This detailed account of their drive for success is extensive and meticulous, describing their development from schoolboys to standing on the Olympic podium. The sacrifices, hard work, intrusions on personal life are all here. Jonny writes the advantages of training with the world champion, Alistair, are appreciated, living with him takes it to a new level. Jonny is organised and obsessive with a flair for other sports, Alistair laid back and annoyingly, to Jonny, relaxed. Fiercely competitive, the younger Jonny knew he could only beat his brother if a freak incident occurred. Both were, however, world champions.

The Brownlee punishing philosophy was 'Be consistent, train with others, set goals, mix it up, prepare for anything, race as you train, listen to your body, do something rather than nothing, make it fun'. The emphasis was of tactical preparation for endurance through training with the run the critical phase. This thoroughly engaging and entertaining book is one of passion and dogged determination to be the best. Their methods and suffering are exhaustively depicted. The Olympic Games of London 2012 may be the pinnacle of their achievements but the story of how they got there is equally momentous and enthralling. An absorbing account of perhaps the most gruelling sporting event. Excellent reading for the aspiring athlete or the armchair expert. Also recommend Chrissie Wellington's 'Life Without Limits' for her iron-man experiences.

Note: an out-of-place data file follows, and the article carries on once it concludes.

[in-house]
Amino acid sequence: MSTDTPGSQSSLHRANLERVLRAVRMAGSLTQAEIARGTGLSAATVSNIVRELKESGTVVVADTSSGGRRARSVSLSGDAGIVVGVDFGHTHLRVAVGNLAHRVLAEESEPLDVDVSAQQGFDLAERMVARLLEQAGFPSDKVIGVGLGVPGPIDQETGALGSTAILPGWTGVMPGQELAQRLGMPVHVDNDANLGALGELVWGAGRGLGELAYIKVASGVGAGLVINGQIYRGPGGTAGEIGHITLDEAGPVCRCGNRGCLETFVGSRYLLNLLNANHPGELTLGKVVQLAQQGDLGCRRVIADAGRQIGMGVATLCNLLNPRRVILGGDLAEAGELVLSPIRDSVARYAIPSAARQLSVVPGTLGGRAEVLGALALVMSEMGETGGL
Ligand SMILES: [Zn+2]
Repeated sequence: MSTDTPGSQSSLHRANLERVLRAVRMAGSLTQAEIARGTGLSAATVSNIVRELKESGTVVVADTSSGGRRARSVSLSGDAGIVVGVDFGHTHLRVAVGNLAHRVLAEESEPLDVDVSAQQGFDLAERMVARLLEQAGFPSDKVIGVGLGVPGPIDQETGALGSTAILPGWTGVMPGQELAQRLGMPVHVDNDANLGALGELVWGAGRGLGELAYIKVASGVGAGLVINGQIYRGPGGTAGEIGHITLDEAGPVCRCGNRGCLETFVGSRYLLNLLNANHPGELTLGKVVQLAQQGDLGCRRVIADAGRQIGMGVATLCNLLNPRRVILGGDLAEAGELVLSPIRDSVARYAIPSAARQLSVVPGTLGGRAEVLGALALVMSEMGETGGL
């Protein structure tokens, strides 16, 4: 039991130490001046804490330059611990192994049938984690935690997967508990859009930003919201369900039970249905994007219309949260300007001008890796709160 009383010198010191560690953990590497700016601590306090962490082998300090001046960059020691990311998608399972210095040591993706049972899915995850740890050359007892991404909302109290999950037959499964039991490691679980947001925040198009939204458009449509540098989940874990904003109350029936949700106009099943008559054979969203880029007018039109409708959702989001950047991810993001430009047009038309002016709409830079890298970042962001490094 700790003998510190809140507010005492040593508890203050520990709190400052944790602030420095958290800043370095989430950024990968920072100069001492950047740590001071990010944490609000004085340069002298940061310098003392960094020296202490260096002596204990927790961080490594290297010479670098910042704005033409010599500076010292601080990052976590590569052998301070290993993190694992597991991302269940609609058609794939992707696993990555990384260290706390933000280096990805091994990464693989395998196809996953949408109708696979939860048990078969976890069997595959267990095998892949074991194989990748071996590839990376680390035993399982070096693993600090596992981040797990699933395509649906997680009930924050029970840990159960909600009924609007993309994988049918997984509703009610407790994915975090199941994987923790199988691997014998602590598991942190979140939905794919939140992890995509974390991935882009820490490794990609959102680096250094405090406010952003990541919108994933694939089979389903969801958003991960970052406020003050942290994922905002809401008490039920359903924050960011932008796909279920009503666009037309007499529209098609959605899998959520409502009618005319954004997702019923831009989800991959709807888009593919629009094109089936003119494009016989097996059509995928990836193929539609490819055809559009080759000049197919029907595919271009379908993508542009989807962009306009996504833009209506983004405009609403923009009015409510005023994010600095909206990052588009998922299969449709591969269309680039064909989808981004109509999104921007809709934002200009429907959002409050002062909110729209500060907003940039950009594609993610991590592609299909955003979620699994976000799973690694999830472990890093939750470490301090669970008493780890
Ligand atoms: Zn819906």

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on 28 June 2013
Wow. If you want to understand the mindset needed to achieve the very top level of achievement this is a fascinating book. Throw into that a twist of fraternal rivalry and a slice of incredible dedication and you have a really good read. As the husband of Kate Percy, author of "Go Faster Food" (gofasterfood.com) I couldn't help wondering if some of their earlier tribulations, for example Alistair's hitting the wall at 7km into the Windsor Triathlon run and Jonny's under performance at the World Juniors in Oz in 2009 might have been down to a predilection for Fray Bentos pies- they asked their parents to send out said pies when they were first training in St Moritz and found it a tad expensive - or at least an under appreciation of the importance of the right fuel. Now I'm a good Lancashire lad and Fray Bentos steak and kidney pies were my dad's absolute favourite food - well that or tinned Irish stew - but I'm not convinced it's the ideal accompaniment to 5+ hours of training a day. Still they've got a couple of Olympic medals and World Championships between them and some exciting years of top level achievement ahead of them and now have a professional cook to accompany them so I'm sure it is no longer an issue! Still boys if you fancy some delicious, easy to cook food that will help power your performance, just let me know and I'd be delighted to send you a copy of GO FASTER FOOD! Chapeau!!Go Faster Food: Over 100 energy-boosting recipes for runners, cyclists, swimmers and rowers and FuelSmart for Race Day: 3-day Carbo-load Guide for Runners, Triathletes & Cyclists